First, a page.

--> --> Abstract: Evolution and History of Filling of Early Pleistocene, Coarse-Grained Slope Canyons (Peri-Adriatic Basin, Central Italy), by Claudio Di Celma, Gino Cantalamessa, Riccardo Teloni, Amerigo Corradetti, and Valerio Marini; #90124 (2011)

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Making the Next Giant Leap in Geosciences
April 10-13, 2011, Houston, Texas, USA

Evolution and History of Filling of Early Pleistocene, Coarse-Grained Slope Canyons (Peri-Adriatic Basin, Central Italy)

Claudio Di Celma1; Gino Cantalamessa1; Riccardo Teloni1; Amerigo Corradetti1; Valerio Marini1

(1) School of Science and Technology, University of Camerino, Camerino, Italy.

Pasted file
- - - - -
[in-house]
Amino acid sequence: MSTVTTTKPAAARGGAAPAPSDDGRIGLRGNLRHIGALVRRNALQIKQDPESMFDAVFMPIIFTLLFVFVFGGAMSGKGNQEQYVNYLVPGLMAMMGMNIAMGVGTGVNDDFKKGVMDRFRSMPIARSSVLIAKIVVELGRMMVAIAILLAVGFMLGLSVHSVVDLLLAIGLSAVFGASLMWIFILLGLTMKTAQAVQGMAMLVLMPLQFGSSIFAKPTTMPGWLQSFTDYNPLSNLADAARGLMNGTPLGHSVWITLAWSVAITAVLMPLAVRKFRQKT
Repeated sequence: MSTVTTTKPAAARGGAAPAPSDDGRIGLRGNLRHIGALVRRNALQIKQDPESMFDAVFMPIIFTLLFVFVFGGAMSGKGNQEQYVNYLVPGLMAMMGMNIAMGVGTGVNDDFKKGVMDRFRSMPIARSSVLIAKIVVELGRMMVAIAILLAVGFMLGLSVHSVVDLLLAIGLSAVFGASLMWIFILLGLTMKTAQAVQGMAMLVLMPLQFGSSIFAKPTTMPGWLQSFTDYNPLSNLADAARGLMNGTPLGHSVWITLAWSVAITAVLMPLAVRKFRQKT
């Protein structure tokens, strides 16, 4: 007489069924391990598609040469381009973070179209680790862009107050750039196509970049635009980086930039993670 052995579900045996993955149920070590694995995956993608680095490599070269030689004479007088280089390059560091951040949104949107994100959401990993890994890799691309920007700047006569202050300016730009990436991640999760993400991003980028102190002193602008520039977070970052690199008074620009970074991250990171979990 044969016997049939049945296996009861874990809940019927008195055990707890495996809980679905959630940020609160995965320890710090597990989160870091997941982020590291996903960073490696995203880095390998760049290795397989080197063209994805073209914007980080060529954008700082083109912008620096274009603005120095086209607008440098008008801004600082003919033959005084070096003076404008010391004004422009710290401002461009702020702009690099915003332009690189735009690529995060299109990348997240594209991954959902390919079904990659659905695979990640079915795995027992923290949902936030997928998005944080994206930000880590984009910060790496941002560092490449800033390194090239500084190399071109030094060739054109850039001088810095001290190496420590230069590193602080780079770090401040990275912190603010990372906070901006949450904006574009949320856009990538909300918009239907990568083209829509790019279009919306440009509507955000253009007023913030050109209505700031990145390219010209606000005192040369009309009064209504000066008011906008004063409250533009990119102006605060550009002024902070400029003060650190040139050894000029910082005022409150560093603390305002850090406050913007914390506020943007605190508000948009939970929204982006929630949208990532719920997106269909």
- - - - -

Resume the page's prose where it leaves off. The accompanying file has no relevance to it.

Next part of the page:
The early Pleistocene stratigraphic succession of the Peri-Adriatic basin, eastern central Italy, records the filling of an elongate, north-south oriented piggy-back basin located east of the growing Apennine fold-thrust belt. During the Gelasian (2.58-1.80 Ma), gravel- and sand-sized sediments derived from the central Apennines were abundantly supplied into the basin through a series of transverse to longitudinal slope erosional fairways. These sediment conduits are preserved in the rock record as a series of exceptionally exposed canyon-fill successions that provide a rare opportunity to evaluate, from an outcrop perspective, how this type of deepwater depositional systems evolves and fills under the indirect effects of glacio-eustatic sea-level changes. The present study uses stratigraphic sections, photopanels, paleocurrent data, and careful lithological mapping to constrain the internal organization of four of these canyon fills, which we refer to as the Ascensione, Castignano, Offida, and Notaresco canyons. A detailed facies analysis suggests that a variety of subaqueous gravity flows were involved in sediment transport and deposition, including slumps, cohesive debris flows, and high- and low-density turbidity currents. Four main lithofacies that reflect major depositional elements have been identified within the canyon-fill successions and are: (i) clast-supported conglomerates (gravel-rich channel complexes); (ii) medium- to thick-bedded sandstones (channel terminus lobes); (iii) medium- to very thin-bedded sandstones (levee-overbank); (iv) pebbly mudstones and chaotic beds (mudstone-rich mass-transport deposits). The canyon-fill strata are organized in lithofacies sequences that tend to follow a predictable pattern and to define vertically stacked fining-upward packages, resulting in highly cyclic successions. Each of these fining-upward packages comprises the sedimentary record of discrete phases of canyon activity, showing transition from a higher energy depositional style to a lower energy mode of sedimentation interrupted by a period of erosion and bypass of sediment to areas further downslope. These recurring fluctuations in canyon activity and sedimentary regime are thought to be related to the switching on and off of coarse clastic sediments to the deepwater basin that, in turn, likely resulted from the contemporary glacio-eustatic changes in sea level.